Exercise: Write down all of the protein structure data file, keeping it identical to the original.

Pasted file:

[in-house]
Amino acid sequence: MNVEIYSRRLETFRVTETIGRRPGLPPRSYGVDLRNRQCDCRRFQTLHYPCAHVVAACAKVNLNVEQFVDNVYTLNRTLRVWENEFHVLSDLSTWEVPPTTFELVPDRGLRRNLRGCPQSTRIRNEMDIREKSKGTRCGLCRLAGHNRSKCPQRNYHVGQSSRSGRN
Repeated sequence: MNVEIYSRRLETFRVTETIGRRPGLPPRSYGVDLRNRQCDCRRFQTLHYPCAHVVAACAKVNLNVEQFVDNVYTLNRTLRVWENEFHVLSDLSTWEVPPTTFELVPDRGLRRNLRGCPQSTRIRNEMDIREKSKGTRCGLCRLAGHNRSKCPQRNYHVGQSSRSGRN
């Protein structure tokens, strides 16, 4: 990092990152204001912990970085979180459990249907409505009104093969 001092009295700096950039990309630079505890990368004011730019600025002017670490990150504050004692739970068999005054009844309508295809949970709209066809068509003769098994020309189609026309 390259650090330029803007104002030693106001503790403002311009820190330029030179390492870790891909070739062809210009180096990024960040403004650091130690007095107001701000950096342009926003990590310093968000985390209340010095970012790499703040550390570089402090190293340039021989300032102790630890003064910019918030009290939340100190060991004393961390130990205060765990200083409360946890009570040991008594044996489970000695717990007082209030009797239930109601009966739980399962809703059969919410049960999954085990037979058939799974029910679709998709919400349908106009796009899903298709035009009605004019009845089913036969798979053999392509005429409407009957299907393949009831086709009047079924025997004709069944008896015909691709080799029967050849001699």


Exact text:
[in-house]
Amino acid sequence: MNVEIYSRRLETFRVTETIGRRPGLPPRSYGVDLRNRQCDCRRFQTLHYPCAHVVAACAKVNLNVEQFVDNVYTLNRTLRVWENEFHVLSDLSTWEVPPTTFELVPDRGLRRNLRGCPQSTRIRNEMDIREKSKGTRCGLCRLAGHNRSKCPQRNYHVGQSSRSGRN
Repeated sequence: MNVEIYSRRLETFRVTETIGRRPGLPPRSYGVDLRNRQCDCRRFQTLHYPCAHVVAACAKVNLNVEQFVDNVYTLNRTLRVWENEFHVLSDLSTWEVPPTTFELVPDRGLRRNLRGCPQSTRIRNEMDIREKSKGTRCGLCRLAGHNRSKCPQRNYHVGQSSRSGRN
């Protein structure tokens, strides 16, 4: 990092990152204001912990970085979180459990249907409505009104093969 001092009295700096950039990309630079505890990368004011730019600025002017670490990150504050004692739970068999005054009844309508295809949970709209066809068509003769098994020309189609026309 390259650090330029803007104002030693106001503790403002311009820190330029030179390492870790891909070739062809210009180096990024960040403004650091130690007095107001701000950096342009926003990590310093968000985390209340010095970012790499703040550390570089402090190293340039021989300032102790630890003064910019918030009290939340100190060991004393961390130990205060765990200083409360946890009570040991008594044996489970000695717990007082209030009797239930109601009966739980399962809703059969919410049960999954085990037979058939799974029910679709998709919400349908106009796009899903298709035009009605004019009845089913036969798979053999392509005429409407009957299907393949009831086709009047079924025997004709069944008896015909691709080799029967050849001699």